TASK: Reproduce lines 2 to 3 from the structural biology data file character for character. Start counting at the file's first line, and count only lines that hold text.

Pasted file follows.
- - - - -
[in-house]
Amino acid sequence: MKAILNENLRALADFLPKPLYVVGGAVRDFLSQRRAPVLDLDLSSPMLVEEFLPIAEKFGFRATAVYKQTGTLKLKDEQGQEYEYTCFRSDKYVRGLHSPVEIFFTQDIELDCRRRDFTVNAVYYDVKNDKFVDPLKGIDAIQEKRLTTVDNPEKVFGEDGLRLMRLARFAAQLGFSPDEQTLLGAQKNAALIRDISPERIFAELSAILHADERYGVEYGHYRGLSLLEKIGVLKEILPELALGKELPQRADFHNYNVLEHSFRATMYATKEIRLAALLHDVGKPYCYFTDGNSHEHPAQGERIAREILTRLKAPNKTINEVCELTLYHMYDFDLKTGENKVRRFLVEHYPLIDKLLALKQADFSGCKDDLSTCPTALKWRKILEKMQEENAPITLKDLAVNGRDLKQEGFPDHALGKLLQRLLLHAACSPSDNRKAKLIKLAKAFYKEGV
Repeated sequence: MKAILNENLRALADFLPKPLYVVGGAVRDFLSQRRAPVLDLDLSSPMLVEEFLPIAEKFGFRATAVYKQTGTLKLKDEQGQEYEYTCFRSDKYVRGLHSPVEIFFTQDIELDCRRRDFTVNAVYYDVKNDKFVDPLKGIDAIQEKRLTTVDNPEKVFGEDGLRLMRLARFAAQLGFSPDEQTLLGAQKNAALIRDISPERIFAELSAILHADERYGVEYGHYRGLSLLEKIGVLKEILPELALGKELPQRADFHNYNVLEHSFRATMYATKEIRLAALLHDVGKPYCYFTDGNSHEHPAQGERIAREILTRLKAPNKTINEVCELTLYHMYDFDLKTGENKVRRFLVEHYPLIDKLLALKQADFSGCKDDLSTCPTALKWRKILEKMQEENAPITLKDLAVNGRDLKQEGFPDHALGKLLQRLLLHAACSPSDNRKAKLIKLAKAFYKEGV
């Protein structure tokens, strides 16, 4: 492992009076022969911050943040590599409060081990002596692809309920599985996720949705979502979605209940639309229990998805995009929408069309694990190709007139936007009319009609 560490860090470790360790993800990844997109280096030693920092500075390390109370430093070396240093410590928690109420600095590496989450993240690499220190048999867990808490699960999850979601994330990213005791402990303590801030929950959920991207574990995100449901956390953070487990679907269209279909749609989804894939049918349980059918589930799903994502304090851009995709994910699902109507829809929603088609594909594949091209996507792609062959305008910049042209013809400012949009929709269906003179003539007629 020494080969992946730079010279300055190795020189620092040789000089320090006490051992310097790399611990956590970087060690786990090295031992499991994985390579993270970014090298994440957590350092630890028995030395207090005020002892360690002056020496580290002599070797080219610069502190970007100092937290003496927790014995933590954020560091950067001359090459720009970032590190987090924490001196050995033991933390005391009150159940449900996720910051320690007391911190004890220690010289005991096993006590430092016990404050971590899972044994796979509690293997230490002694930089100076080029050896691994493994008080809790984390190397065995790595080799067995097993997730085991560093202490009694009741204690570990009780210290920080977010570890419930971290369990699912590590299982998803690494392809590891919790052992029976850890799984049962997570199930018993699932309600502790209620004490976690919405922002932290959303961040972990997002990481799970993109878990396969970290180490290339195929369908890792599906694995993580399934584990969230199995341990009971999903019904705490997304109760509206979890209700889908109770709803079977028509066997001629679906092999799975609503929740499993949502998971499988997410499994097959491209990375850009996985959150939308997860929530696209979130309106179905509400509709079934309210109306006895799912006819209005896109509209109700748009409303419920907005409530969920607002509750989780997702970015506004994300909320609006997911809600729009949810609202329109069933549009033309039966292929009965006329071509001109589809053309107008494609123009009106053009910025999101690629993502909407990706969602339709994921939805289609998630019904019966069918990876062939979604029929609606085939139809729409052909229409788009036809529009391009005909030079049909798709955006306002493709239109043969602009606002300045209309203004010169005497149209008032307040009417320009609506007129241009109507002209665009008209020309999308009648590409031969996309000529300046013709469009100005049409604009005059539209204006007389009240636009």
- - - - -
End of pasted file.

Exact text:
Amino acid sequence: MKAILNENLRALADFLPKPLYVVGGAVRDFLSQRRAPVLDLDLSSPMLVEEFLPIAEKFGFRATAVYKQTGTLKLKDEQGQEYEYTCFRSDKYVRGLHSPVEIFFTQDIELDCRRRDFTVNAVYYDVKNDKFVDPLKGIDAIQEKRLTTVDNPEKVFGEDGLRLMRLARFAAQLGFSPDEQTLLGAQKNAALIRDISPERIFAELSAILHADERYGVEYGHYRGLSLLEKIGVLKEILPELALGKELPQRADFHNYNVLEHSFRATMYATKEIRLAALLHDVGKPYCYFTDGNSHEHPAQGERIAREILTRLKAPNKTINEVCELTLYHMYDFDLKTGENKVRRFLVEHYPLIDKLLALKQADFSGCKDDLSTCPTALKWRKILEKMQEENAPITLKDLAVNGRDLKQEGFPDHALGKLLQRLLLHAACSPSDNRKAKLIKLAKAFYKEGV
Repeated sequence: MKAILNENLRALADFLPKPLYVVGGAVRDFLSQRRAPVLDLDLSSPMLVEEFLPIAEKFGFRATAVYKQTGTLKLKDEQGQEYEYTCFRSDKYVRGLHSPVEIFFTQDIELDCRRRDFTVNAVYYDVKNDKFVDPLKGIDAIQEKRLTTVDNPEKVFGEDGLRLMRLARFAAQLGFSPDEQTLLGAQKNAALIRDISPERIFAELSAILHADERYGVEYGHYRGLSLLEKIGVLKEILPELALGKELPQRADFHNYNVLEHSFRATMYATKEIRLAALLHDVGKPYCYFTDGNSHEHPAQGERIAREILTRLKAPNKTINEVCELTLYHMYDFDLKTGENKVRRFLVEHYPLIDKLLALKQADFSGCKDDLSTCPTALKWRKILEKMQEENAPITLKDLAVNGRDLKQEGFPDHALGKLLQRLLLHAACSPSDNRKAKLIKLAKAFYKEGV